Increase BMI related to reduced gray matter in the brain:

Adding to the overall gloomy picture is a study of 1,428 healthy individuals in which the researchers found high BMI correlated with reduced brain gray matter in men (Taki et al., 2008). They found no relationship between BMI and gray matter in women, and go onto to speculate the higher levels of visceral fat in men (compared to women with similar BMI) could be the mediator of the reduced gray matter in high BMI men.

Take home message:

If you want to keep your brain’s gray matter (if you are a man), and your ability to plan and think at your best level then don’t become overweight (men and women). The general finding is not just for obese people (BMI 30+) but also for overweight people (BMI 25 - 29.9). Also being underweight (less than 18.5) is related to reduced cognitive ability. And all of these results are based on otherwise healthy individuals.

What is your BMI? go check it out here or here (metric).

You might not lose too many years of life due to being overweight (because of medical advances keeping your heart pumping) but you won’t be playing with a full deck upstairs - ouch!

5 Responses

  1. Anonymous Says:

    My BMI is within the normal range for woman, while my significant other is overweight. But he’s always the happy content one, while I’m the grumpy want-to-do-you-some-damage kind. What’d you say to that? Why is my prefrontal cortex not stopping me from doing the wrong thing - hurting others with my bad temper?

  2. Ward Says:


    there are always individual differences scientific results are based on averages. Just think of how much worse you would be if your BMI increased :)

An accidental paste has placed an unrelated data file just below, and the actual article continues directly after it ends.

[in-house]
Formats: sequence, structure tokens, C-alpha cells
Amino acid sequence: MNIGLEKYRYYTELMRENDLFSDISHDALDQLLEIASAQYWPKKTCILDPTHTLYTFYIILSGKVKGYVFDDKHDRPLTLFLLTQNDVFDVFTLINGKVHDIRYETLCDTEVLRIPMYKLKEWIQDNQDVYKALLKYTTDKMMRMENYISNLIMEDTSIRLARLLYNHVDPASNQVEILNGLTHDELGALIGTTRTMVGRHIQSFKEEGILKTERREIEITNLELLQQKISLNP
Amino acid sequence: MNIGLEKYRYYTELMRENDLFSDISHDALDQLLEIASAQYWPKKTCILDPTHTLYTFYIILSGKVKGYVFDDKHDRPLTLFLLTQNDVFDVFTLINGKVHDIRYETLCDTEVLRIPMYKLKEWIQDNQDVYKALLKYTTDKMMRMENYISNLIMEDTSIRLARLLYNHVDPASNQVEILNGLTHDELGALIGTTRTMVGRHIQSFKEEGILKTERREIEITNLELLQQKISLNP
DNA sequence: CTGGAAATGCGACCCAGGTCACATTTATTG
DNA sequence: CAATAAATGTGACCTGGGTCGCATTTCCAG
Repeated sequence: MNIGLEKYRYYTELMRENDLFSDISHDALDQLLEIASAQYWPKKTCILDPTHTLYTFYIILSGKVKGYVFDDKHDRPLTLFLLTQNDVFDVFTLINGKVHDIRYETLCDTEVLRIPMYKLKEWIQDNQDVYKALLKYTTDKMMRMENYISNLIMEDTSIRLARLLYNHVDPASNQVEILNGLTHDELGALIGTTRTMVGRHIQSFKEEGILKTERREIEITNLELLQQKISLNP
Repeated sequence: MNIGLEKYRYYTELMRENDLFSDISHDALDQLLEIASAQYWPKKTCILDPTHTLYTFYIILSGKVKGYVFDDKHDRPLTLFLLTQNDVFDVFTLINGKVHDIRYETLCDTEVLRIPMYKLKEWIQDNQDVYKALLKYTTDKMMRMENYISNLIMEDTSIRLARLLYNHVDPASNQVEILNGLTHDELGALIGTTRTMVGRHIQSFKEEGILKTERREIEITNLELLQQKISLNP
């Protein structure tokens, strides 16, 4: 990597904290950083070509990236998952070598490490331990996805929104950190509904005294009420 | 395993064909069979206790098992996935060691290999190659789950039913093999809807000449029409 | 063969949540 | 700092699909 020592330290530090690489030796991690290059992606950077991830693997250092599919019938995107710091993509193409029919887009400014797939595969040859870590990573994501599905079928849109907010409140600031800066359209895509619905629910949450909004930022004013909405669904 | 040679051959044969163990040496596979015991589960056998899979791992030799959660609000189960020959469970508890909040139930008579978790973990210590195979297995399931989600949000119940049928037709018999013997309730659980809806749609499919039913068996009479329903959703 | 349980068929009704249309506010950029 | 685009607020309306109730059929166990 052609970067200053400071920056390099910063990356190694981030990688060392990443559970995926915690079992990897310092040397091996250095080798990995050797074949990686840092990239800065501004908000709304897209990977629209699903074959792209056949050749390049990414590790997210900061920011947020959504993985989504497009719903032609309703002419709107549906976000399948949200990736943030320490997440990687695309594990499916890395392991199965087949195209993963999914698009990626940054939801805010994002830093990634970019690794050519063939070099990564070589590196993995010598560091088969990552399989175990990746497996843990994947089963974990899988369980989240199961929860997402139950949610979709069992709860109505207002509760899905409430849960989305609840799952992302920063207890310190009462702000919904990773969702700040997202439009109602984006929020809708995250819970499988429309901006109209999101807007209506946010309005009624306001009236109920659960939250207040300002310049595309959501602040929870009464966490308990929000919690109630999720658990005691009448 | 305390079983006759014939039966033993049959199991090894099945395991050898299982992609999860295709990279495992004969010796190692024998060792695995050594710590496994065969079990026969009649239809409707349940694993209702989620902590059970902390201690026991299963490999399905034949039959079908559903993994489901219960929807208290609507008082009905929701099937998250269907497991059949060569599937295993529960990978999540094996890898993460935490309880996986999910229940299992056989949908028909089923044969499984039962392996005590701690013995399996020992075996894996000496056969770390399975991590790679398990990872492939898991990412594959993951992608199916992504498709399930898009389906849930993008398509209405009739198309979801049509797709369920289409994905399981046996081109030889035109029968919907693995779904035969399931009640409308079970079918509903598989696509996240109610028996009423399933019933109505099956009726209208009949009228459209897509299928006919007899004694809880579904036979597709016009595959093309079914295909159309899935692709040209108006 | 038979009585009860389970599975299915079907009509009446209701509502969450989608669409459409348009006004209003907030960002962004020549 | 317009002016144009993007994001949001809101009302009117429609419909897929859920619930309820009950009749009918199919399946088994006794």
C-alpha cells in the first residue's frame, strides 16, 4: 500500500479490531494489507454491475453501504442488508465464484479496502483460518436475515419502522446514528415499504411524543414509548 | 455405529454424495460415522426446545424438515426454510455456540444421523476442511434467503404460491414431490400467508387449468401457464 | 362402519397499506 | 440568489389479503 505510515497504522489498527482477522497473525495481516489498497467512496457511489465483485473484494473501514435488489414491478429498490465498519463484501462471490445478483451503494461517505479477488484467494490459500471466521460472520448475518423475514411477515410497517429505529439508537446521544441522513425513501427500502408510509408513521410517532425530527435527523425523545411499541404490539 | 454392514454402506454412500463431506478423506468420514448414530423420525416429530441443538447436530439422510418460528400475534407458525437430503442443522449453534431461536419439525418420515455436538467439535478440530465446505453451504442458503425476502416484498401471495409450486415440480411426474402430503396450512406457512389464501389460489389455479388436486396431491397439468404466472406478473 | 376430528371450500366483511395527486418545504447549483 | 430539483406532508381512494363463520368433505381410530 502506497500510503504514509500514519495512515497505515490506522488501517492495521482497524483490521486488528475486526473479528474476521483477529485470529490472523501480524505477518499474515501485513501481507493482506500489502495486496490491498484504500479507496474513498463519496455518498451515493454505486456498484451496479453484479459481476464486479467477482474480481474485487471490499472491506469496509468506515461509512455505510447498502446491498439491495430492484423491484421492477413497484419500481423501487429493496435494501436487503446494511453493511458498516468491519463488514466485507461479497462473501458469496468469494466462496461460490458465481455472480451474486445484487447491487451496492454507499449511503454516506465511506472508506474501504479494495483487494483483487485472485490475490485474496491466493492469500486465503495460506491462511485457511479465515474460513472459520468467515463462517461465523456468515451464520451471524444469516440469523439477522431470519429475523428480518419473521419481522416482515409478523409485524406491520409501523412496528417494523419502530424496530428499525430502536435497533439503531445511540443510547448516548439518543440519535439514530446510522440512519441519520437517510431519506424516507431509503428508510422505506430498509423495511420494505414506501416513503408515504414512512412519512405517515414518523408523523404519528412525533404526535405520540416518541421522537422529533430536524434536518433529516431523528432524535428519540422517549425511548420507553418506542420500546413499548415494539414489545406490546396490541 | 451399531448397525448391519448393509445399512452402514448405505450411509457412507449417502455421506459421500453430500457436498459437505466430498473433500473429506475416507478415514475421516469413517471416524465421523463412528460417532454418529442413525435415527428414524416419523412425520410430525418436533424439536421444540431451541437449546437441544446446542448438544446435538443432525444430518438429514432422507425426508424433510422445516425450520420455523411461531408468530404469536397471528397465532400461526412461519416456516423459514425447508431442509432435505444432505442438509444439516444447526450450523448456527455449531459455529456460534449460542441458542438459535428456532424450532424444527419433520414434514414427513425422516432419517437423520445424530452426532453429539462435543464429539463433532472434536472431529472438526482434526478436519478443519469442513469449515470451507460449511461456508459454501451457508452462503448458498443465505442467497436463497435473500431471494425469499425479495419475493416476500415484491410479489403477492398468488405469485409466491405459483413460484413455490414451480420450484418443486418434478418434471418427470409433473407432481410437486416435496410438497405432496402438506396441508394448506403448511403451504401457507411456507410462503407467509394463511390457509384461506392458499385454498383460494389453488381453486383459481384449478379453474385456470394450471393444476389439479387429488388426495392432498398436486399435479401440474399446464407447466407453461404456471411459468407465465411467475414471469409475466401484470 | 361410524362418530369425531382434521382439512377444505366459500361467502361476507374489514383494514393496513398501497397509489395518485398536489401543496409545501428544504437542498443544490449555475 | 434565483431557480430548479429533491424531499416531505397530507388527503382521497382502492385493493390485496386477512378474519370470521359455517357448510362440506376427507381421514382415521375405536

3. Nita Says:

    Uh, isn’t it more likely that poor planning ability leads to difficulties with maintaining the desired body shape, rather than the other way around? Or perhaps both are caused by some minor genetic defects…

    In any case, it seems a bit irresponsible to intentionally interpret the results to play into the already alarmingly popular OMGFAT! pattern. People don’t think very well in a state of panic, either.

  4. Ward Says:


    thanks for the comment and you make a good point. I agree it is possible that poor planning ability could be leading to the inability to maintain a normal body shape, and I should have included that in the post. But it could also be the other way around that increasing body fat leads to reduced planning ability. My actual guess is that it can be both.

    My thought is different people respond to different incentives so I think anything that encourages us to be healthy is overall probably a good thing.

    I don’t think my blog piece will invoke panic - it is pretty easy to ignore :)

    thanks again

  5. Being Thin Makes Your Brain Work Better Says:

    [...] Thin Makes Your Brain Work Better Apr.14, 2009 in Link Being overweight (and/or fat, obese) damages your brain, lowers your thinking ability | Brain Health…. Tags: obese, [...]